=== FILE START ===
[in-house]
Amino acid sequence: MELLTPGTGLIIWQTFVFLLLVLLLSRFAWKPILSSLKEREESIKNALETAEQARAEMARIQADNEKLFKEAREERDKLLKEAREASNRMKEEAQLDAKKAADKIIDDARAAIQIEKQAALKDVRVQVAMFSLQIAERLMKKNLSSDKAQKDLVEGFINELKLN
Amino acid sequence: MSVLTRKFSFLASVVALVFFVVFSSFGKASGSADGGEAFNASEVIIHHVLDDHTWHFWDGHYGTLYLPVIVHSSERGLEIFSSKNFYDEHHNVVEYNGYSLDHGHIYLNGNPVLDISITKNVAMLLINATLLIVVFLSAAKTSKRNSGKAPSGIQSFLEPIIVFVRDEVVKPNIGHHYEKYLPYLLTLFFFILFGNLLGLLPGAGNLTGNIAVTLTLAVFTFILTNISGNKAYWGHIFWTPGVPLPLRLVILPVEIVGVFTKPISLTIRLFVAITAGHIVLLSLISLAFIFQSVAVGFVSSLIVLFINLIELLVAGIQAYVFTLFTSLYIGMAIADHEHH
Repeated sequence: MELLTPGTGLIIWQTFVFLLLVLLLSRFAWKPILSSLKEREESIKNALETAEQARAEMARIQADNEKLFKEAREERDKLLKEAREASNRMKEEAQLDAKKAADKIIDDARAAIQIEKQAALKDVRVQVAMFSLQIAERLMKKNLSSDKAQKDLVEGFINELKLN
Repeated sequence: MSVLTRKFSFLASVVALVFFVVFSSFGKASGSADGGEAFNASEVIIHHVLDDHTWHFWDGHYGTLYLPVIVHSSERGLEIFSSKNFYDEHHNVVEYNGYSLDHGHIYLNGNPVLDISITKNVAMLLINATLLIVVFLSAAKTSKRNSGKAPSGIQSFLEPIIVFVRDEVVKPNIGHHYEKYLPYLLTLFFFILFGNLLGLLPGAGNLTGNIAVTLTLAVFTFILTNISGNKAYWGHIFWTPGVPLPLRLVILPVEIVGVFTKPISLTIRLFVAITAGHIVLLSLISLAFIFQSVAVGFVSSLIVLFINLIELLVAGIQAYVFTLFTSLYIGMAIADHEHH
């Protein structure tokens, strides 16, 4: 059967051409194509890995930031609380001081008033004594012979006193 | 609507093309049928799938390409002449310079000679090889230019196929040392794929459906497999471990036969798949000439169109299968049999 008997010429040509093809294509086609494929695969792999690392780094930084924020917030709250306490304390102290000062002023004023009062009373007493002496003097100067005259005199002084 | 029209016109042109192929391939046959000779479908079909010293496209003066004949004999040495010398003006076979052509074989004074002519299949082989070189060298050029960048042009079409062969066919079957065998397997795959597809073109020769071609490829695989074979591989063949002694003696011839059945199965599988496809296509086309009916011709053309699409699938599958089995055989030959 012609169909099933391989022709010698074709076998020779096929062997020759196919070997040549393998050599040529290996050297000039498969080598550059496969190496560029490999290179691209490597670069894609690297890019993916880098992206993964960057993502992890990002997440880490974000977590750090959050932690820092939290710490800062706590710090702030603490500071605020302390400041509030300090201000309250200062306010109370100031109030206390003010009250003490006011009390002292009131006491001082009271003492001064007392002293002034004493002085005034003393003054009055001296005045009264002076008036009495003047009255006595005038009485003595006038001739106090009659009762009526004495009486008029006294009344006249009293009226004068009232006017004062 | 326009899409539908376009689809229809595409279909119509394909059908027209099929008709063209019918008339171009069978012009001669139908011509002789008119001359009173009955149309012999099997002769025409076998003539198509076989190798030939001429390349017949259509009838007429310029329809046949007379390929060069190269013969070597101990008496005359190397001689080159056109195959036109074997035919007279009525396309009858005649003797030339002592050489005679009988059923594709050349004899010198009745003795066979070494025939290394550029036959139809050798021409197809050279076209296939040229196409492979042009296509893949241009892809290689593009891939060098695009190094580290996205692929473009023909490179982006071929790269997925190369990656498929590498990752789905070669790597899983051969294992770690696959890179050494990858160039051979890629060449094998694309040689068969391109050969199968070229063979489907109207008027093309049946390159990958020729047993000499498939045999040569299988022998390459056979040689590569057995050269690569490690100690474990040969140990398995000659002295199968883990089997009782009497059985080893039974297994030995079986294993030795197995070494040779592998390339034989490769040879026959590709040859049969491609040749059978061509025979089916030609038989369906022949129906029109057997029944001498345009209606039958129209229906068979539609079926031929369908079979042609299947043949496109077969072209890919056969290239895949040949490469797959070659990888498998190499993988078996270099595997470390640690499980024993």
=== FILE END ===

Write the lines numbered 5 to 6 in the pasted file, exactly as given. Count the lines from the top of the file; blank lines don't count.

Repeated sequence: MSVLTRKFSFLASVVALVFFVVFSSFGKASGSADGGEAFNASEVIIHHVLDDHTWHFWDGHYGTLYLPVIVHSSERGLEIFSSKNFYDEHHNVVEYNGYSLDHGHIYLNGNPVLDISITKNVAMLLINATLLIVVFLSAAKTSKRNSGKAPSGIQSFLEPIIVFVRDEVVKPNIGHHYEKYLPYLLTLFFFILFGNLLGLLPGAGNLTGNIAVTLTLAVFTFILTNISGNKAYWGHIFWTPGVPLPLRLVILPVEIVGVFTKPISLTIRLFVAITAGHIVLLSLISLAFIFQSVAVGFVSSLIVLFINLIELLVAGIQAYVFTLFTSLYIGMAIADHEHH
């Protein structure tokens, strides 16, 4: 059967051409194509890995930031609380001081008033004594012979006193 | 609507093309049928799938390409002449310079000679090889230019196929040392794929459906497999471990036969798949000439169109299968049999 008997010429040509093809294509086609494929695969792999690392780094930084924020917030709250306490304390102290000062002023004023009062009373007493002496003097100067005259005199002084 | 029209016109042109192929391939046959000779479908079909010293496209003066004949004999040495010398003006076979052509074989004074002519299949082989070189060298050029960048042009079409062969066919079957065998397997795959597809073109020769071609490829695989074979591989063949002694003696011839059945199965599988496809296509086309009916011709053309699409699938599958089995055989030959 012609169909099933391989022709010698074709076998020779096929062997020759196919070997040549393998050599040529290996050297000039498969080598550059496969190496560029490999290179691209490597670069894609690297890019993916880098992206993964960057993502992890990002997440880490974000977590750090959050932690820092939290710490800062706590710090702030603490500071605020302390400041509030300090201000309250200062306010109370100031109030206390003010009250003490006011009390002292009131006491001082009271003492001064007392002293002034004493002085005034003393003054009055001296005045009264002076008036009495003047009255006595005038009485003595006038001739106090009659009762009526004495009486008029006294009344006249009293009226004068009232006017004062 | 326009899409539908376009689809229809595409279909119509394909059908027209099929008709063209019918008339171009069978012009001669139908011509002789008119001359009173009955149309012999099997002769025409076998003539198509076989190798030939001429390349017949259509009838007429310029329809046949007379390929060069190269013969070597101990008496005359190397001689080159056109195959036109074997035919007279009525396309009858005649003797030339002592050489005679009988059923594709050349004899010198009745003795066979070494025939290394550029036959139809050798021409197809050279076209296939040229196409492979042009296509893949241009892809290689593009891939060098695009190094580290996205692929473009023909490179982006071929790269997925190369990656498929590498990752789905070669790597899983051969294992770690696959890179050494990858160039051979890629060449094998694309040689068969391109050969199968070229063979489907109207008027093309049946390159990958020729047993000499498939045999040569299988022998390459056979040689590569057995050269690569490690100690474990040969140990398995000659002295199968883990089997009782009497059985080893039974297994030995079986294993030795197995070494040779592998390339034989490769040879026959590709040859049969491609040749059978061509025979089916030609038989369906022949129906029109057997029944001498345009209606039958129209229906068979539609079926031929369908079979042609299947043949496109077969072209890919056969290239895949040949490469797959070659990888498998190499993988078996270099595997470390640690499980024993």